One Microphone Source Separation


Source separation, or computational auditory scene analysis, attempts to extract individual acoustic objects from input which contains a mixture of sounds from different sources, altered by the acoustic environment. Unmixing algorithms such as ICA and its extensions recover sources by reweighting multiple observation sequences, and thus cannot operate when only a single observation signal is available. I present a technique called refiltering which recovers sources by a nonstationary reweighting (“masking”) of frequency sub-bands from a single recording, and argue for the application of statistical algorithms to learning this masking function. I present results of a simple factorial HMM system which learns on recordings of single speakers and can then separate mixtures using only one observation signal by computing the masking function and then refiltering. 1 Learning from data in computational auditory scene analysis Imagine listening to many pianos being played simultaneously. If each pianist were striking keys randomly it would be very difficult to tell which note came from which piano. But if each were playing a coherent song, separation would be much easier because of the structure of music. Now imagine teaching a computer to do the separation by showing it many musical scores as “training data”. Typical auditory perceptual input contains a mixture of sounds from different sources, altered by the acoustic environment. Any biological or artificial hearing system must extract individual acoustic objects or streams in order to do successful localization, denoising and recognition. Bregman [1] called this process auditory scene analysis in analogy to vision. Source separation, or computational auditory scene analysis (CASA) is the practical realization of this problem via computer analysis of microphone recordings and is very similar to the musical task described above. It has been investigated by research groups with different emphases. The CASA community have focused on both multiple and single microphone source separation problems under highly realistic acoustic conditions, but have used almost exclusively hand designed systems which include substantial knowledge of the human auditory system and its psychophysical characteristics (e.g. [2,3]). Unfortunately, it is difficult to incorporate large amounts of detailed statistical knowledge about the problem into such an approach. On the other hand, machine learning researchers, especially those working on independent components analysis (ICA) and related algorithms, have focused on the case of multiple microphones in simplified mixing environments and have used powerful “blind” statistical techniques. These “unmixing” algorithms (even those which attempt to recover more sources than signals) cannot operate on single recordings. Furthermore, since they often depend only on the joint amplitude histogram of the observations they can be very sensitive to the details of filtering and reverberation in the environment. The goal of this paper is to bring together the robust representations of CASA and methods which learn from data to solve a restricted version of the source separation problem – isolating acoustic objects from only a single microphone recording. 2 Refiltering vs. unmixing Unmixing algorithms reweight multiple simultaneous recordings mk(t) (generically called microphones) to form a new source object s(t): s(t) |{z} estimated source = 1m1(t) | {z } mic 1 + 2m2(t) | {z } mic 2 + : : : + K mK(t) | {z } mic K (1) The unmixing coefficients i are constant over time and are chosen to optimize some property of the set of recovered sources, which often translates into a kurtosis measure on the joint amplitude histogram of the microphones. The intuition is that unmixing algorithms are finding spikes (or dents for low kurtosis sources) in the marginal amplitude histogram. The time ordering of the datapoints is often irrelevant. Unmixing depends on a fine timescale, sample-by-sample comparison of several observation signals. Humans, on the other hand, cannot hear histogram spikes1 and perform well on many monaural separation tasks. We are doing structural analysis, or a kind of perceptual grouping on the incoming sound. But what is being grouped? There is substantial evidence that the energy across time in different frequency bands can carry relatively independent information. This suggests that the appropriate subparts of an audio signal may be narrow frequency bands over short times. To generate these parts, one can perform multiband analysis – break the original signal y(t) into many subband signals bi(t) each filtered to contain only energy from a small portion of the spectrum. The results of such an analysis are often displayed as a spectrogram which shows energy (using colour or grayscale) as a function of time (ordinate) and frequency (abscissa). (For example one is shown on the top left of figure 5.) In the musical analogy, a spectrogram is like a musical score in which the colour or grey level of the each note tells you how hard to hit the piano key. The basic idea of refiltering is to construct new sources by selectively reweighting the multiband signals bi(t). Crucially, however, the mixing coefficients are no longer constant over time; they are now called masking signals. Given a set of masking signals, denoted i(t), a source s(t) can be recovered by modulating the corresponding subband signals from the original input and summing: s(t) |{z} estimated source = mask 1 z }| { 1(t) b1(t) |{z} sub-band 1 +mask 2 z }| { 2(t) b2(t) |{z} sub-band 2 + : : :+ mask K z }| { K(t) bK(t) | {z } sub-band K (2) The i(t) are gain knobs on each subband that we can twist over time to bring bands in and out of the source as needed. This performs masking on the original spectrogram. (An equivalent operation can be performed in the frequency domain.2) This approach, illustrated in figure 1, forms the basis of many CASA approaches (e.g. [2,3,4]). For any specific choice of masking signals i(t), refiltering attempts to isolate a single source from the input signal and suppress all other sources and background noises. Different sources can be isolated by choosing different masking signals. Henceforth, I will make a strong simplifying assumption that i(t) are binary and constant over a timescale of roughly 30ms. This is physically unrealistic, because the energy in each small region of time-frequency never comes entirely from a single source. However in practice, for small numbers of sources, this approximation works quite well (figure 3). (Think of ignoring collisions by assuming separate piano players do not often hit the same note at the same time.) Try randomly permuting the time order of samples in a stereo mixture containing several sources and see if you still hear distinct streams when you play it back. Make a conventional spectrogram of the original signal y(t) and modulate the magnitude of each short time DFT while preserving its phase: sw( ) = F 1 f wkFfyw( )gk\Ffyw( )gg where sw( ) and yw( ) are the wth windows (blocks) of the recovered and original signals, wi is the masking signal for subband i in window w, and F [ ℄ is the DFT. 0 0.2 0.4 0.6 0.8 1 1.2 1.4 1.6 1.8 2 0 50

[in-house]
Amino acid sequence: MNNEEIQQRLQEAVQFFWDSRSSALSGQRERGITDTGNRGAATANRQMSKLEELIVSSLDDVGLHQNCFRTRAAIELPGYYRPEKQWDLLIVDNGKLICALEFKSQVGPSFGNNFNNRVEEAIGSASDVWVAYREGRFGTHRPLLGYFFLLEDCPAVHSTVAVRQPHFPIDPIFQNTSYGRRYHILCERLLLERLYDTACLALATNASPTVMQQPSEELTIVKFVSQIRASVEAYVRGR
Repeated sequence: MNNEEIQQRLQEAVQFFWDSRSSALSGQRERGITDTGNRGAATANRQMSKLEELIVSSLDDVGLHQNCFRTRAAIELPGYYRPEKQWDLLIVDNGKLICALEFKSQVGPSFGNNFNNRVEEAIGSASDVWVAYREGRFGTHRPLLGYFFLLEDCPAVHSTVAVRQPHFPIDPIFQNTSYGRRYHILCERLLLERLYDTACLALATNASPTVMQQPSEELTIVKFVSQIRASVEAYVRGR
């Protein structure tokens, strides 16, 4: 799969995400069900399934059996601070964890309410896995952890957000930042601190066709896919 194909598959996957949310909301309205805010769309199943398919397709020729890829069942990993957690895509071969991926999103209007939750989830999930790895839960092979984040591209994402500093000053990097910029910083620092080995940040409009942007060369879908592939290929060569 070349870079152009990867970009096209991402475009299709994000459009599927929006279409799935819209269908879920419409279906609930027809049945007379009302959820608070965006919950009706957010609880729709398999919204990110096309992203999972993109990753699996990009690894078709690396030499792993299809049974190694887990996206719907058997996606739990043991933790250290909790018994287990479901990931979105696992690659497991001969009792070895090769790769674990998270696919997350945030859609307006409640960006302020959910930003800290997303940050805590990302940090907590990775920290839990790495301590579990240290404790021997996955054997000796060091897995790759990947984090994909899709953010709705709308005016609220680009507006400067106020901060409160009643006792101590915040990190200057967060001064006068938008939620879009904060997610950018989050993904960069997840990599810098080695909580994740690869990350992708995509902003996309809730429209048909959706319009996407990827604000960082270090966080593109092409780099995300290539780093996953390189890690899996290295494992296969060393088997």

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@inproceedings{Roweis2000OneMS, title={One Microphone Source Separation}, author={Sam T. Roweis}, booktitle={NIPS}, year={2000} }